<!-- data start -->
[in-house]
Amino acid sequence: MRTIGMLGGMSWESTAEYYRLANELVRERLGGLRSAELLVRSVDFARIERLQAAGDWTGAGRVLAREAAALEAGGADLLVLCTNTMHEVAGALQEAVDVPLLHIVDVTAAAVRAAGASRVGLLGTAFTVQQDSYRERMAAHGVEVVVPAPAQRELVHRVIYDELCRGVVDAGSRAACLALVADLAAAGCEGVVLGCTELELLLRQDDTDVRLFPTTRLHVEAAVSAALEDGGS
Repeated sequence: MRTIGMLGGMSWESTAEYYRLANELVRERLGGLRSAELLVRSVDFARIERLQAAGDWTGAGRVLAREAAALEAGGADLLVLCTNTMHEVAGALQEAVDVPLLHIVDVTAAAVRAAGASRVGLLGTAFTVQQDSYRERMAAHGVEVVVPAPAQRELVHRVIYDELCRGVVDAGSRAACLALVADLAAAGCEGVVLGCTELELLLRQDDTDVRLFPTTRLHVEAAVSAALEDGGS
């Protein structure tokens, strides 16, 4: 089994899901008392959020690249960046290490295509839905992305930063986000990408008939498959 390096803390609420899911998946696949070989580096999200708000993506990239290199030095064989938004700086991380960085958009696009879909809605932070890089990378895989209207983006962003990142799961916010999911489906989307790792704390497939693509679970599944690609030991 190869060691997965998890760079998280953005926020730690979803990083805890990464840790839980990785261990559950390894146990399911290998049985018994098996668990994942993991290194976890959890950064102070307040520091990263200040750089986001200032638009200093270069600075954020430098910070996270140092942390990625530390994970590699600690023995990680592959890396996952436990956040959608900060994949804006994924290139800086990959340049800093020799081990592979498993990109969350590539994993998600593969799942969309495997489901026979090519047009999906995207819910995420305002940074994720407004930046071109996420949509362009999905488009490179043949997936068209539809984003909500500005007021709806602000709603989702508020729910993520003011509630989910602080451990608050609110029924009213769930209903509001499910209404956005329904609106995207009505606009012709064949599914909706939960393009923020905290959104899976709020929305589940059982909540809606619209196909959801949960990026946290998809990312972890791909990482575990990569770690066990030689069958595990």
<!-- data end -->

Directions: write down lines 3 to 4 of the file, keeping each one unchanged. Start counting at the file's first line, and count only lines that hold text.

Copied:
Repeated sequence: MRTIGMLGGMSWESTAEYYRLANELVRERLGGLRSAELLVRSVDFARIERLQAAGDWTGAGRVLAREAAALEAGGADLLVLCTNTMHEVAGALQEAVDVPLLHIVDVTAAAVRAAGASRVGLLGTAFTVQQDSYRERMAAHGVEVVVPAPAQRELVHRVIYDELCRGVVDAGSRAACLALVADLAAAGCEGVVLGCTELELLLRQDDTDVRLFPTTRLHVEAAVSAALEDGGS
């Protein structure tokens, strides 16, 4: 089994899901008392959020690249960046290490295509839905992305930063986000990408008939498959 390096803390609420899911998946696949070989580096999200708000993506990239290199030095064989938004700086991380960085958009696009879909809605932070890089990378895989209207983006962003990142799961916010999911489906989307790792704390497939693509679970599944690609030991 190869060691997965998890760079998280953005926020730690979803990083805890990464840790839980990785261990559950390894146990399911290998049985018994098996668990994942993991290194976890959890950064102070307040520091990263200040750089986001200032638009200093270069600075954020430098910070996270140092942390990625530390994970590699600690023995990680592959890396996952436990956040959608900060994949804006994924290139800086990959340049800093020799081990592979498993990109969350590539994993998600593969799942969309495997489901026979090519047009999906995207819910995420305002940074994720407004930046071109996420949509362009999905488009490179043949997936068209539809984003909500500005007021709806602000709603989702508020729910993520003011509630989910602080451990608050609110029924009213769930209903509001499910209404956005329904609106995207009505606009012709064949599914909706939960393009923020905290959104899976709020929305589940059982909540809606619209196909959801949960990026946290998809990312972890791909990482575990990569770690066990030689069958595990």